In 2017 GNCC implemented a third pro bike class in the afternoon waves. The FMF XC3 125 Pro-Am division bridges the gap between racing a super mini and a 250 four stroke. It proved to be as popular with the youngsters as it was with former XC1 winners. It’s also a highly competitive way to showcase the 125 two strokes available today from Yamaha, KTM, GasGas, Husqvarna, Beta and Sherco. KTM wanted a bike that could line up for this class and other off-road races. The 125 XC is a 125 SX but with the necessary components to hit the trails right off the showroom floor. It has a translucent 2.4-gallon fuel tank vs. the 1.98-gallon tank of the SX, an 18-in. rear wheel, foot pegs set 6mm higher, different suspension valving, hand guards and… ELECTRIC START! (More on that below.) At $7599.00 it’s $200 more than the 125 SX model and $900 more than one of its rivals, the Yamaha YZ 125X, which lacks a few key features like the bigger fuel tank and electric start.   

Race Day

My right arm ached while I geared up on Sunday morning. I could feel the forearm tightening. That was bad. I’m not too proud to admit I was nervous. But at least a smile spread across my face the moment I felt the 125 humming underneath me. It all seemed so familiar. The sound, the smell, the vibration, the out-of-place-looking grey button near the throttle. Wait. What?

Electric start? On a two stroke! It seemed silly at first. Standing there in my street clothes, I wondered, How hard is it to kick start a 125? But when I finally had the chance to use it, I told myself That’s not the point. Life is full of micro-conveniences now. Take keyless entry in automobiles. We used to stick our keys into doors and turn them to unlock. I’m not this fancy but many cars today even have remote start. It’s not hard to unlock a door or turn an ignition but eliminating these small actions from our lives makes the day just a fraction of a bit easier and faster. 

That’s what having electric start on a dirt bike is, only when you’re completely exhausted, not having to exert more energy (or find your balance in a precarious situation) is an incredible feature. And if you really, really want to feel the nostalgia of kicking a metal, L-shaped lever, the KTM 125 XC still comes with a kickstarter. Kickstarters are all I knew before this experience but I only used it on the KTM once and that was just for old time’s sake.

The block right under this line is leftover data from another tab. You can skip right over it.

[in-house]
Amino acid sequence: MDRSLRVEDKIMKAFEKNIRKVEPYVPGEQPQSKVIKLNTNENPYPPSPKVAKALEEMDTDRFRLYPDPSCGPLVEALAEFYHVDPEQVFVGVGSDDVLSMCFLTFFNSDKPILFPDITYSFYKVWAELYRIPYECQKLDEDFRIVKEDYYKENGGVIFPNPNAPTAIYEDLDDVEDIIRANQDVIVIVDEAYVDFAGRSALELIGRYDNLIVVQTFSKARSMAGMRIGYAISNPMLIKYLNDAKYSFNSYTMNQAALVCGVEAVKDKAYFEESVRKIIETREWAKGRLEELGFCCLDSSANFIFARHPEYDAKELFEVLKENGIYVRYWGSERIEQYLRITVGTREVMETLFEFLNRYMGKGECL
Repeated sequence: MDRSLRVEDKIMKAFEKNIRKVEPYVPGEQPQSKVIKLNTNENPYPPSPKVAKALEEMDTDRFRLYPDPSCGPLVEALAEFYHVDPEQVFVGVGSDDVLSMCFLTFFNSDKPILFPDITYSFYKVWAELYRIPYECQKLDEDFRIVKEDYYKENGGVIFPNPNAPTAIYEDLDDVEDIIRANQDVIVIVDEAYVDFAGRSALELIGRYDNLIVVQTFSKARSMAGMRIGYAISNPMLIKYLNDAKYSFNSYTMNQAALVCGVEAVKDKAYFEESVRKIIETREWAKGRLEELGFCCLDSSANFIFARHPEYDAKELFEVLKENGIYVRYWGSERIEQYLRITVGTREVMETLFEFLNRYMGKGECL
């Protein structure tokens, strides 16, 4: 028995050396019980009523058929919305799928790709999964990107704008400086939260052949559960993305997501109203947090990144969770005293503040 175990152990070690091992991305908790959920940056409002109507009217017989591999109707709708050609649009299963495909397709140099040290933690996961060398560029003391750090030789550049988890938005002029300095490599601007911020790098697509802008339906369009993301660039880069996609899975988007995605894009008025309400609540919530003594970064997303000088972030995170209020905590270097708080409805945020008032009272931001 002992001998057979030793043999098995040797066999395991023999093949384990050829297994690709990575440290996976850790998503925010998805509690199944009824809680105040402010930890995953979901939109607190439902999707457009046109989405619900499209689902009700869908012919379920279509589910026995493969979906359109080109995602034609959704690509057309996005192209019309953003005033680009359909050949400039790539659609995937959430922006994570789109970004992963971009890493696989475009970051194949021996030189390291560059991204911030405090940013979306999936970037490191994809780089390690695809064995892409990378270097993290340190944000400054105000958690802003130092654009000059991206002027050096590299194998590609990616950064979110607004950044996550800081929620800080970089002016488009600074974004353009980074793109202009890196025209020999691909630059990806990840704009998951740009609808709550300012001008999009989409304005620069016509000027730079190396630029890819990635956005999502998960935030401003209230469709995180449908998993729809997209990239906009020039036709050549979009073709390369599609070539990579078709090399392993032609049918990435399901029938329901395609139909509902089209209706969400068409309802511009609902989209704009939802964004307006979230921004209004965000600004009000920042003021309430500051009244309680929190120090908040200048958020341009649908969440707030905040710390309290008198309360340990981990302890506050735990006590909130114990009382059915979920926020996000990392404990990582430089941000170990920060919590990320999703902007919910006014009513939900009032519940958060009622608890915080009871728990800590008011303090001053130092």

I made up my mind early that I was riding the Ironman GNCC, not racing it. Off the start I hung back on purpose and took my time familiarizing myself with the bike. The only adjustment we made before the race was sag. I’m not picky and I didn’t even touch the levers or bars. Everything felt fine to me. The Ironman course winds through a cornfield before it dips into the woods. I’m an avid mountain biker and I enjoy popping wheelies so the first thing I did when I hit a long straight was stand the KTM up on its rear wheel and rip across the harvested stalks. At that moment I knew I had plenty of power to get me through the next two hours.  

Before going to the line, I asked advice from everyone I encountered: GNCC winners Mark Hyde and Fred Andrews, KTM North America President John Hinz, KTM’s Team Manager Antti Kallonen, but it was KTM Factory Racing rider Ben Kelley who had the best tips. He said “Go fast and stand up through the bumps.”